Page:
Two nights ago, at 1:26AM, I was awoken by a fox barking in our back yard.I don’t know if you’ve ever heard a fox barking, but it sounds like someone being murdered or worse.It can be a bit unnerving.
Just after ten o’ clock last night, as I was going to pick up my family from the airport upon their return from , I saw an enormous deer in our front yard.It was headed for the same patch of daylilies—some of my favorites—that it has been eating the last several nights just as they are about to bloom.I did chase it, but it was, uh, a little faster than I am.The net effect was probably just to bolster its confidence, so that it came back later to the back yard and picked up eating where it left off.
As we were going to sleep last night, I heard this clanking noise.So I went out on the back deck (the lightning bugs were going full force; they were amazing) and pointed a flash light at the sound.On the top of an aluminum garbage kind in which I keep food for the bird feeders was a little raccoon.The bungee cord that normally holds the can closed was broken, and the raccoon was trying to open the can.He scuttled off for a moment, but as I laid back down I heard him at it again.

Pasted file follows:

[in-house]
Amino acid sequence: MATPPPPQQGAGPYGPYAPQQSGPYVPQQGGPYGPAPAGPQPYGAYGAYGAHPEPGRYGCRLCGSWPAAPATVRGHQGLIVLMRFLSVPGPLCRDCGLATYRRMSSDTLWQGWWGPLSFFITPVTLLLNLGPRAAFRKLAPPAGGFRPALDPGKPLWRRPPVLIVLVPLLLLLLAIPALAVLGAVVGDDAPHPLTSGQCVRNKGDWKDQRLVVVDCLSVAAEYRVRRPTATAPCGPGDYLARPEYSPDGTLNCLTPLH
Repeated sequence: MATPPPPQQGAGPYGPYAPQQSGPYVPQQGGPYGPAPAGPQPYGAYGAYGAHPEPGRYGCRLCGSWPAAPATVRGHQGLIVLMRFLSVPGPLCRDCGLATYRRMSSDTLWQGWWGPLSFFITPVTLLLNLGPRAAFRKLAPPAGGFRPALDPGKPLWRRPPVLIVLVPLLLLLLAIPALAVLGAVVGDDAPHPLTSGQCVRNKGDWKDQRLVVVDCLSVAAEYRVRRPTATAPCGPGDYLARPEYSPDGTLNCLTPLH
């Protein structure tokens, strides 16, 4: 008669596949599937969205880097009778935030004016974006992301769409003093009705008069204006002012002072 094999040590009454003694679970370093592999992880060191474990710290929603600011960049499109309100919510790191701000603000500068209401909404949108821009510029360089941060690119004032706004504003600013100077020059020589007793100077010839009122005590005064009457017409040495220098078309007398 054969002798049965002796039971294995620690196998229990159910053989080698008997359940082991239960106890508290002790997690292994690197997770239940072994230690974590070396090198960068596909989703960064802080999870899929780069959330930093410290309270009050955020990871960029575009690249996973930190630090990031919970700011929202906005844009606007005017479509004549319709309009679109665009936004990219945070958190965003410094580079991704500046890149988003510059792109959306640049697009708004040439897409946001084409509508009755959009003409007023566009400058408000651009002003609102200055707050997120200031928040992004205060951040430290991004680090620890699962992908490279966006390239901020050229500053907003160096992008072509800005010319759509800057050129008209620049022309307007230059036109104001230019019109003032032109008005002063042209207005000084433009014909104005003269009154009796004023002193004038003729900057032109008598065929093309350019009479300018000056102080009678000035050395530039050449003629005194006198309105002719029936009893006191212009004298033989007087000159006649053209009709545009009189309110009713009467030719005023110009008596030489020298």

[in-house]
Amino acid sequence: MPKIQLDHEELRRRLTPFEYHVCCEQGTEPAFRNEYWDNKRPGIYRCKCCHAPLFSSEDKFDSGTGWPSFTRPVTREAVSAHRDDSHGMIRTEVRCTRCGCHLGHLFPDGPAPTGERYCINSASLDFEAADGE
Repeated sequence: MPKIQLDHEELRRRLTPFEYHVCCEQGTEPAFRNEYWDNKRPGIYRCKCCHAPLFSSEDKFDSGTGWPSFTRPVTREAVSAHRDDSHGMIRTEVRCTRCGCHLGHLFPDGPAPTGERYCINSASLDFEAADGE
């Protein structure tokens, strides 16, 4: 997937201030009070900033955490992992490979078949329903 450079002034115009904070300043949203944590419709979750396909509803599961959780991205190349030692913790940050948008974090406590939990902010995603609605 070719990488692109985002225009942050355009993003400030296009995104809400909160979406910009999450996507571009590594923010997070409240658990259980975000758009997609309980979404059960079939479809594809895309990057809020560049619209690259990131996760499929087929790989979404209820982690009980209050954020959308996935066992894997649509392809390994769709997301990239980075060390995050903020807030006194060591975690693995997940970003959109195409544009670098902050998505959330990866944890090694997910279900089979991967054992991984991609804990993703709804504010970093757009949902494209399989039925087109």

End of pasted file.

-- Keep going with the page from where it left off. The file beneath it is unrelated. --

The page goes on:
People talk about the delicate balance of nature, but I have never found it to be such.Nature is one tough cookie, far more capable than we give her credit for being.Frankly, whether it is in trying to control bugs or weeds, get a few blueberries for myself, or keep all my flowers from being eaten, the battle to cultivate that which would return to its primal state seems to me to be a losing battle!
On Saturday, I had a limited time frame in which to take a walk.It just so happened that this was also the time of a torrential down pour.